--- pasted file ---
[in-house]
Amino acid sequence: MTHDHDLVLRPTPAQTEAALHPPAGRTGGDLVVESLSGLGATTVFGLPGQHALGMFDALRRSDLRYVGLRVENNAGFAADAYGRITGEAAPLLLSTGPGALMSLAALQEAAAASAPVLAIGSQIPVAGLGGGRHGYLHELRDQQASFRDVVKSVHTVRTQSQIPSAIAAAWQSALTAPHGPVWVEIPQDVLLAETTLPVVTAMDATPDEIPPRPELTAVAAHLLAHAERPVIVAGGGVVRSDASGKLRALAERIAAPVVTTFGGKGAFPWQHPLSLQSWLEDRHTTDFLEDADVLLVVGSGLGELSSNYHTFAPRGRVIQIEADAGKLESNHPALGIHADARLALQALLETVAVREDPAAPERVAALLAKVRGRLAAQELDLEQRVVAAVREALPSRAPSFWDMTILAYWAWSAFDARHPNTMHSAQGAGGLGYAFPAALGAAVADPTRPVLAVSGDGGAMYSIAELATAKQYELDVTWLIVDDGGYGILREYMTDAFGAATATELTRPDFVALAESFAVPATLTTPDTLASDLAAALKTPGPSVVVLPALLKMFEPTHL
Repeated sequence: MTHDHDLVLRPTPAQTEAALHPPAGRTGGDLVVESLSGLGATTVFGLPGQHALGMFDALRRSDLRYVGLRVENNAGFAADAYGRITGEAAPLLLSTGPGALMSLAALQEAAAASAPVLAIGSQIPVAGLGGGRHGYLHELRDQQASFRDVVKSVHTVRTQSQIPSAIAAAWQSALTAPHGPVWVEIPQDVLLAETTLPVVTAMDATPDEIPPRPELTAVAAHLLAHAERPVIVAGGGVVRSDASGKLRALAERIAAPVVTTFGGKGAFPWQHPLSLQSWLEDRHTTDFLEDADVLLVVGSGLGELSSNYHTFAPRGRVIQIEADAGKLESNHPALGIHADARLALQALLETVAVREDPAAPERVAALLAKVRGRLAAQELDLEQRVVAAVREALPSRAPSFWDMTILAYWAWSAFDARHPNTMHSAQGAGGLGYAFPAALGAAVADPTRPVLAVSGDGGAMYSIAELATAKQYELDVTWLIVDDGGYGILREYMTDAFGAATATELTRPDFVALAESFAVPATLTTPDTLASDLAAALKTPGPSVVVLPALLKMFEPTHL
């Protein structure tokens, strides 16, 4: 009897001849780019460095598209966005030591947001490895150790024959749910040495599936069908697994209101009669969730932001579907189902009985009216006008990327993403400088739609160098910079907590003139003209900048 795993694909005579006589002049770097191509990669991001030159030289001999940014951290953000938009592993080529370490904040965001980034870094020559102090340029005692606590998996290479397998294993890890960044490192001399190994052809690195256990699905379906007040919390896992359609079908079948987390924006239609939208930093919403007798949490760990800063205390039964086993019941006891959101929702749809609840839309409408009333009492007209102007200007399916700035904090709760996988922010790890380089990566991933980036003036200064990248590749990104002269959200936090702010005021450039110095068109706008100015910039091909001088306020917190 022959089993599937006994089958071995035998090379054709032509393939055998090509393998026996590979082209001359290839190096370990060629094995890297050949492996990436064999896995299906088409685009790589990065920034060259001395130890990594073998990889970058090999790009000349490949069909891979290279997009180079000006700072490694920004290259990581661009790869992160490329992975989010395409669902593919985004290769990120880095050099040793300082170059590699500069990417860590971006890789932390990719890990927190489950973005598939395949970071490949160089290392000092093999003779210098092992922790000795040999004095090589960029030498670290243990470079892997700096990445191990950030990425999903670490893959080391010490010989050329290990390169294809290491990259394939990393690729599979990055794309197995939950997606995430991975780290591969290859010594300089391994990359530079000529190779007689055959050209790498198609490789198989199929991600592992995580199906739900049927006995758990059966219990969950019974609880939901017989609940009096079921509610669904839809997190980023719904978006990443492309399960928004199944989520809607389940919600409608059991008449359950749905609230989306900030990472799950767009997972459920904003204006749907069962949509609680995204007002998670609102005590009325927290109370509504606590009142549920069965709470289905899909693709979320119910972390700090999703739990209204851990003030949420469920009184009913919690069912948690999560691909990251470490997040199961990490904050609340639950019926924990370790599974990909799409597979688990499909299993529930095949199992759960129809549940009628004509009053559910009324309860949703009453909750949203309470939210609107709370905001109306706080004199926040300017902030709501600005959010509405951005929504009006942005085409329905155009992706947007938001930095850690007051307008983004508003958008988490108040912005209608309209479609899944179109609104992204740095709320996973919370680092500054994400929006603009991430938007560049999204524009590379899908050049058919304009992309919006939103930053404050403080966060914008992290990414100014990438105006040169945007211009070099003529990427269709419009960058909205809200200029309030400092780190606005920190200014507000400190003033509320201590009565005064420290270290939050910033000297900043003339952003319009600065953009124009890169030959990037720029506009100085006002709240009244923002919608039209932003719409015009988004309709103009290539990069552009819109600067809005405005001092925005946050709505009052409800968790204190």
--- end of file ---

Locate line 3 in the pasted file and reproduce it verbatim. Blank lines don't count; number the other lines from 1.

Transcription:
Repeated sequence: MTHDHDLVLRPTPAQTEAALHPPAGRTGGDLVVESLSGLGATTVFGLPGQHALGMFDALRRSDLRYVGLRVENNAGFAADAYGRITGEAAPLLLSTGPGALMSLAALQEAAAASAPVLAIGSQIPVAGLGGGRHGYLHELRDQQASFRDVVKSVHTVRTQSQIPSAIAAAWQSALTAPHGPVWVEIPQDVLLAETTLPVVTAMDATPDEIPPRPELTAVAAHLLAHAERPVIVAGGGVVRSDASGKLRALAERIAAPVVTTFGGKGAFPWQHPLSLQSWLEDRHTTDFLEDADVLLVVGSGLGELSSNYHTFAPRGRVIQIEADAGKLESNHPALGIHADARLALQALLETVAVREDPAAPERVAALLAKVRGRLAAQELDLEQRVVAAVREALPSRAPSFWDMTILAYWAWSAFDARHPNTMHSAQGAGGLGYAFPAALGAAVADPTRPVLAVSGDGGAMYSIAELATAKQYELDVTWLIVDDGGYGILREYMTDAFGAATATELTRPDFVALAESFAVPATLTTPDTLASDLAAALKTPGPSVVVLPALLKMFEPTHL